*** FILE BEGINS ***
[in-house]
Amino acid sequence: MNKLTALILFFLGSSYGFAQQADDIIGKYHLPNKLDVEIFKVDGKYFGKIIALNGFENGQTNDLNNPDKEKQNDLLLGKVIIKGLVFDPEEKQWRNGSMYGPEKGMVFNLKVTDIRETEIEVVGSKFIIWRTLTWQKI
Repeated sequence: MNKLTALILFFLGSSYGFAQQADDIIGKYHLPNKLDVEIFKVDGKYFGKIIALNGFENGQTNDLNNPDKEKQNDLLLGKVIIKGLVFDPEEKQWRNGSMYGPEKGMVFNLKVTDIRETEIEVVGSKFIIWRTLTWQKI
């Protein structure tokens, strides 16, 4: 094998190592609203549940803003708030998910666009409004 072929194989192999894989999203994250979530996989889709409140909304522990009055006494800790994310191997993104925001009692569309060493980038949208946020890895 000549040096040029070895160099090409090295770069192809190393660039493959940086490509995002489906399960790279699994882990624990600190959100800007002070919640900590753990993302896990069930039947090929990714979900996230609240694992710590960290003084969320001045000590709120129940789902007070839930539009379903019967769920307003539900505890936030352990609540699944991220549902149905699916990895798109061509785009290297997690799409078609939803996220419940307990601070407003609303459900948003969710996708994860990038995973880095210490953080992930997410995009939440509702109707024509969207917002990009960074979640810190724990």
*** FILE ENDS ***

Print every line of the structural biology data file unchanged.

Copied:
[in-house]
Amino acid sequence: MNKLTALILFFLGSSYGFAQQADDIIGKYHLPNKLDVEIFKVDGKYFGKIIALNGFENGQTNDLNNPDKEKQNDLLLGKVIIKGLVFDPEEKQWRNGSMYGPEKGMVFNLKVTDIRETEIEVVGSKFIIWRTLTWQKI
Repeated sequence: MNKLTALILFFLGSSYGFAQQADDIIGKYHLPNKLDVEIFKVDGKYFGKIIALNGFENGQTNDLNNPDKEKQNDLLLGKVIIKGLVFDPEEKQWRNGSMYGPEKGMVFNLKVTDIRETEIEVVGSKFIIWRTLTWQKI
């Protein structure tokens, strides 16, 4: 094998190592609203549940803003708030998910666009409004 072929194989192999894989999203994250979530996989889709409140909304522990009055006494800790994310191997993104925001009692569309060493980038949208946020890895 000549040096040029070895160099090409090295770069192809190393660039493959940086490509995002489906399960790279699994882990624990600190959100800007002070919640900590753990993302896990069930039947090929990714979900996230609240694992710590960290003084969320001045000590709120129940789902007070839930539009379903019967769920307003539900505890936030352990609540699944991220549902149905699916990895798109061509785009290297997690799409078609939803996220419940307990601070407003609303459900948003969710996708994860990038995973880095210490953080992930997410995009939440509702109707024509969207917002990009960074979640810190724990």